Sharapova Banned

                                                                       Sharapova Banned

Russian tennis star Maria Sharapova has been suspended for two years for breaching anti-doping rules, the International Tennis Federation (ITF) reported on its website on Wednesday.
Sharapova has been disqualified for two years, commencing on January 26, 2016, the ITF said.
Sharapova announced in early March her doping sample taken during the 2016 Australian Open tournament showed the presence of the substance meldonium banned by the World Anti-Doping Agency (WADA) since the beginning of the year.

The Russian tennis star was preliminarily suspended from competitions from March 12.
Sharapova said she would file an appeal with the Court of Arbitration for Sports (CAS), ESPN reported.

"The tribunal found that I did not seek treatment from my doctor for the purpose of obtaining a performance enhancing substance," ESPN quoted Sharapova as saying. "The ITF spent tremendous amount of time and resources trying to prove I intentionally violated the anti-doping rules and the tribunal concluded I did not."

"I cannot accept an unfairly harsh two-year suspension," Sharapova said. "The tribunal, whose members were selected by the ITF, agreed that I did not do anything intentionally wrong, yet they seek to keep me from playing tennis for two years."

"I have missed playing tennis and I have missed my amazing fans, who are the best and most loyal fans in the world. I have read your letters. I have read your social media posts and your love and support has gotten me through these tough days. I intend to stand for what I believe is right and that’s why I will fight to be back on the tennis court as soon as possible," she said.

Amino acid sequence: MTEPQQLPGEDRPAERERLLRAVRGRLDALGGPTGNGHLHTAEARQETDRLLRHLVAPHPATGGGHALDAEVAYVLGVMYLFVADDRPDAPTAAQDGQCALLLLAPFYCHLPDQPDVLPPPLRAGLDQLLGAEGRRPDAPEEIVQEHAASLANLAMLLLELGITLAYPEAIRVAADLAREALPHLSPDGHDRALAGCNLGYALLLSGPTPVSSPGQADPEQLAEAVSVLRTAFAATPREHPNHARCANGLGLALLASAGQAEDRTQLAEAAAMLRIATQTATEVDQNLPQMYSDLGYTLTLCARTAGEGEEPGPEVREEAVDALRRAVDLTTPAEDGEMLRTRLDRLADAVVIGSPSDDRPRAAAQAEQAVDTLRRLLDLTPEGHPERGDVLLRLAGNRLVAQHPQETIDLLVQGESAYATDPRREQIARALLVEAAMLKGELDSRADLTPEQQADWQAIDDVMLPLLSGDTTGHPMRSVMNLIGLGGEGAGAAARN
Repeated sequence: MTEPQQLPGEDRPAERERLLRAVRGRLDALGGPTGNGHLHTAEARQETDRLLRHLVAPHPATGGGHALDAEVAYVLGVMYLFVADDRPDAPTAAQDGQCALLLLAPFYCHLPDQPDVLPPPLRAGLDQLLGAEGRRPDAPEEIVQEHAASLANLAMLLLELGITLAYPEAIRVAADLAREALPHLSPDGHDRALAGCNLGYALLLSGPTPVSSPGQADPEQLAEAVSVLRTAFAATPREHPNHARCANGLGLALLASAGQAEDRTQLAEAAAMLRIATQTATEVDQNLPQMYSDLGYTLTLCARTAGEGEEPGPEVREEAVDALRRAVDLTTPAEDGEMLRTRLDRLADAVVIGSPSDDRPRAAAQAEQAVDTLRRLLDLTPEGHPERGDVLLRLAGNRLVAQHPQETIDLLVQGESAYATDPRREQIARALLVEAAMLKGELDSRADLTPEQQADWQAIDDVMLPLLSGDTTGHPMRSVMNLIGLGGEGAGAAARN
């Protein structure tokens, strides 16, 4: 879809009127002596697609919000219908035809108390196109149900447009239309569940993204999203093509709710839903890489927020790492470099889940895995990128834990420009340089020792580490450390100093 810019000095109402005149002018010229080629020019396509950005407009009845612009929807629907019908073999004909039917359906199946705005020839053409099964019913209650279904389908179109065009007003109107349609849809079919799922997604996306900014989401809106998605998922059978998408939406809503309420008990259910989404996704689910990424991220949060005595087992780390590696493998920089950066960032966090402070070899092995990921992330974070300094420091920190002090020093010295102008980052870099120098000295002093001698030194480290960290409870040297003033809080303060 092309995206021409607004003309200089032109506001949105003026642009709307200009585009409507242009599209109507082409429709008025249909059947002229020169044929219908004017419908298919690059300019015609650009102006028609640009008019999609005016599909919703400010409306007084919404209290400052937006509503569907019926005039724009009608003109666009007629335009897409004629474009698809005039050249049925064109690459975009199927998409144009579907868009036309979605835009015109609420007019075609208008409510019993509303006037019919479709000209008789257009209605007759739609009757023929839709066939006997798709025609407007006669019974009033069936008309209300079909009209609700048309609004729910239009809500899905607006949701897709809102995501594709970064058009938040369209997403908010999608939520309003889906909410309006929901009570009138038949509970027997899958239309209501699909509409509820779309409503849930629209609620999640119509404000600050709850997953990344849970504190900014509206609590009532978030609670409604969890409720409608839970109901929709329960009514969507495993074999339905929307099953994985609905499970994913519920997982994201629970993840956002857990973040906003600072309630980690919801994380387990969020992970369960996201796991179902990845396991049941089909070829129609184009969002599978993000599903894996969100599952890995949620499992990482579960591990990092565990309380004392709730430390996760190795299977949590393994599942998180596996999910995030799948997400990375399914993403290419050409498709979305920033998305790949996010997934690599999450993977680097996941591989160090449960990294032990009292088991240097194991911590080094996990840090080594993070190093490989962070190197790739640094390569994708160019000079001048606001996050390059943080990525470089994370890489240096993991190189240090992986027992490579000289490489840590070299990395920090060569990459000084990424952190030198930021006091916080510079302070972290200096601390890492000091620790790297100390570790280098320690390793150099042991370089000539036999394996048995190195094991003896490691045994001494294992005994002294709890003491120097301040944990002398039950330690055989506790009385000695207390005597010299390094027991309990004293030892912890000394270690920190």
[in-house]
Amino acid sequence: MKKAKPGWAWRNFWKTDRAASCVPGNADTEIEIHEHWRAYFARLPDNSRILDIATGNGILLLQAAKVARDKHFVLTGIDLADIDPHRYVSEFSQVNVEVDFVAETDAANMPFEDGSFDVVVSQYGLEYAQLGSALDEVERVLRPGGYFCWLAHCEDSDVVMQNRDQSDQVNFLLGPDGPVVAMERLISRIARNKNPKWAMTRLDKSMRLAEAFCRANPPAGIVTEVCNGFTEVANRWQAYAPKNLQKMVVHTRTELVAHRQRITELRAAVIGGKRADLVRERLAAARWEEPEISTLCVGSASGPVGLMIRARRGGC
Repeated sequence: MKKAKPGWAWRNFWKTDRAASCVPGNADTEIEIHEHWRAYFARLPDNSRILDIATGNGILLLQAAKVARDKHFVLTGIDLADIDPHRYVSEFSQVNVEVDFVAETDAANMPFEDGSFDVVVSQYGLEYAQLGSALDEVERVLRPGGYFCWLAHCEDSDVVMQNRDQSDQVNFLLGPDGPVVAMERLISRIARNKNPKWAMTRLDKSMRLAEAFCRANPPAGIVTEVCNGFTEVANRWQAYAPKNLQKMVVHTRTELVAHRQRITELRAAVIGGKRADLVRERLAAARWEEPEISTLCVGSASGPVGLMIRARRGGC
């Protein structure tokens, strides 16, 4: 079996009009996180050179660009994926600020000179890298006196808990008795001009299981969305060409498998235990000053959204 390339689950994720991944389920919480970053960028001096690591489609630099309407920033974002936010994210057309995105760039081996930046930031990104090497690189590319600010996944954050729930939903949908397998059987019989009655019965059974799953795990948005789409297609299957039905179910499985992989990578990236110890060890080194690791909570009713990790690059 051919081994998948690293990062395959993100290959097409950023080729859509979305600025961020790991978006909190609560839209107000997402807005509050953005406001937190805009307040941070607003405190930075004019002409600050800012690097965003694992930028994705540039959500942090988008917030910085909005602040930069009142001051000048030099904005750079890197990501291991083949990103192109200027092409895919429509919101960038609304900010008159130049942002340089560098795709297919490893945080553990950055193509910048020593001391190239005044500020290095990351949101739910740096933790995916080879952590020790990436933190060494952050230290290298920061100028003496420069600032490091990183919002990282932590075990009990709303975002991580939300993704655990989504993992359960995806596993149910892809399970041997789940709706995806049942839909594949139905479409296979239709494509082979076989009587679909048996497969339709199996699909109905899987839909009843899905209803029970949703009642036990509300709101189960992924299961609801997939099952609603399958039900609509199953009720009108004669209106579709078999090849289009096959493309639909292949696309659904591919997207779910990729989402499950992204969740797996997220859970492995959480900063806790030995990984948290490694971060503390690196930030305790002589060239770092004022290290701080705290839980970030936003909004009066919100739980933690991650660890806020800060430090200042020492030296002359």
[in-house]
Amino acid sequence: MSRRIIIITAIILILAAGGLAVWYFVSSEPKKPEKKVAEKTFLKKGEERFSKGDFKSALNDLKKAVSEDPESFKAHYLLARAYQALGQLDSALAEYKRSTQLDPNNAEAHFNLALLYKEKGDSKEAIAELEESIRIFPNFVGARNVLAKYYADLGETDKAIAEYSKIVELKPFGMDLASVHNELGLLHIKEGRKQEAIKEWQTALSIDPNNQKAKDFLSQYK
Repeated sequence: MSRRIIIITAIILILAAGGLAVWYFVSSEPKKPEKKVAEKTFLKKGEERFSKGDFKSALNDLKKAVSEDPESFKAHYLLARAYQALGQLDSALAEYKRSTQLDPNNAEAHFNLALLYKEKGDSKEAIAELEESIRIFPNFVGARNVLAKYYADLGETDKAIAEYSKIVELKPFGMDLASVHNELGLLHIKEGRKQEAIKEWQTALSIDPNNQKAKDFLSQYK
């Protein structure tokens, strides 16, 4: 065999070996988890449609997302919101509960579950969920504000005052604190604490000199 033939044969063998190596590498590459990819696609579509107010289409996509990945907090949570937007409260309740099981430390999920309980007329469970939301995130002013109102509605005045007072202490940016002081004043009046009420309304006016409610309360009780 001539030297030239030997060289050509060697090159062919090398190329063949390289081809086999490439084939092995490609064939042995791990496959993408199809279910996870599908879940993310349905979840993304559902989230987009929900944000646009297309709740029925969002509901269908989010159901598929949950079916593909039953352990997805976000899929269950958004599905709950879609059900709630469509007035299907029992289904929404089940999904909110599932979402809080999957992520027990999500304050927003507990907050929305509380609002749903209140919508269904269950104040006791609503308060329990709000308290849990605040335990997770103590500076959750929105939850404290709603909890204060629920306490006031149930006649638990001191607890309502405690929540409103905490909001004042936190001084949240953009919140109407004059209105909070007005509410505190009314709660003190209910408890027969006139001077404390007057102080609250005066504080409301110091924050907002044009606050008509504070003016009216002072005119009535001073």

The ITF said Sharapova had 21 days to appeal the ban to the Court of Arbitration for Sport.
The World Anti-Doping Agency (WADA) is planning to review the suspension, it said in a statement.

"As with all decisions made by Anti-Doping Organizations, WADA will review the decision, including its reasoning, and will subsequently decide whether or not to use its independent right of appeal to the Court of Arbitration for Sport (CAS)," the agency said.
The Russian Tennis Federation will grant support 
The Russian Tennis Federation (RTF) will grant all the necessary support for Maria Sharapova if she decided to file an appeal against her two-year suspension, imposed earlier in the day over anti-doping violations, RTF President Shamil Tarpishchev told
"It is impossible to reverse the suspension completely as she earlier admitted to taking the substance after January 1,
"Moreover, Sharapova’s ideal reputation and the fact that she took the substance [meldonium] upon doctor’s prescription can play a hand in this situation," Tarpischev added.
We also hope that she [Sharapova] will be back playing on courts under any scenario of developments," the RTF statement said.

Makarova to replace Sharapova at the Olympics

The imposed suspension on Wednesday put an end to all recent media speculations whether Sharapova would be playing for Russia at the 2016 Summer Olympic Games in Brazil’s Rio de Janeiro.
Russian tennis player Ekaterina Makarova will replace her compatriot Maria Sharapova at the 2016 Summer Games in Brazil, Tarpishchev added.

According to the Women Tennis Association (WTA) current rating list, Makarova is ranked the fifth best female tennis player among the Russians.
The ban issued under mitigating circumstances 
The ITF took into account a set of mitigating circumstances issuing a two-year suspension for Sharapova over anti-doping violations, Russian Sports Minister Vitaly Mutko told TASS on Wednesday.



Report Accumulated By~
TASS
&
iYouthMag

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